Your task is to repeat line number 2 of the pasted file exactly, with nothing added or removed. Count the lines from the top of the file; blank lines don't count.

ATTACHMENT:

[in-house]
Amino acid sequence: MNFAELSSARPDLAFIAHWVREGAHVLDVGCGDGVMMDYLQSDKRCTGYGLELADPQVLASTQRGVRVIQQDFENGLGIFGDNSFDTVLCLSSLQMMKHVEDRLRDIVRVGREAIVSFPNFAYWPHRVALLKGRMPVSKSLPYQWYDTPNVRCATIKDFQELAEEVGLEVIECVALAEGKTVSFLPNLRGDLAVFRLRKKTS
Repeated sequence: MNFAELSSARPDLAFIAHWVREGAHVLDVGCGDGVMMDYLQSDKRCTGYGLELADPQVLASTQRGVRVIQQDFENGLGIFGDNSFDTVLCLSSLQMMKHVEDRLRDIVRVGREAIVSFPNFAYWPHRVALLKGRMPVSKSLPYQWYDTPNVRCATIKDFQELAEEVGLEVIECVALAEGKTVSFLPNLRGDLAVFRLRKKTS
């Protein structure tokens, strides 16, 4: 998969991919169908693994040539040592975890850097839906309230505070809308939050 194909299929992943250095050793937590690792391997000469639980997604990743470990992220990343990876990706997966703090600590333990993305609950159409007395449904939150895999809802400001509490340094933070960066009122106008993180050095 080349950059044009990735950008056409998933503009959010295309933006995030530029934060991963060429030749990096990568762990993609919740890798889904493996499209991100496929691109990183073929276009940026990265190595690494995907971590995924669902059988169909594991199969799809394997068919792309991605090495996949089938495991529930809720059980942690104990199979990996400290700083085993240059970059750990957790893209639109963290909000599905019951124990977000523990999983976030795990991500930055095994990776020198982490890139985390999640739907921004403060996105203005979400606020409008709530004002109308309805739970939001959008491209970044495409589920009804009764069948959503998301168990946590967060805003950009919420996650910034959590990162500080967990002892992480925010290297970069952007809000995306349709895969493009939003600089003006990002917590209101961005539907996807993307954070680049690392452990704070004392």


Amino acid sequence: MNFAELSSARPDLAFIAHWVREGAHVLDVGCGDGVMMDYLQSDKRCTGYGLELADPQVLASTQRGVRVIQQDFENGLGIFGDNSFDTVLCLSSLQMMKHVEDRLRDIVRVGREAIVSFPNFAYWPHRVALLKGRMPVSKSLPYQWYDTPNVRCATIKDFQELAEEVGLEVIECVALAEGKTVSFLPNLRGDLAVFRLRKKTS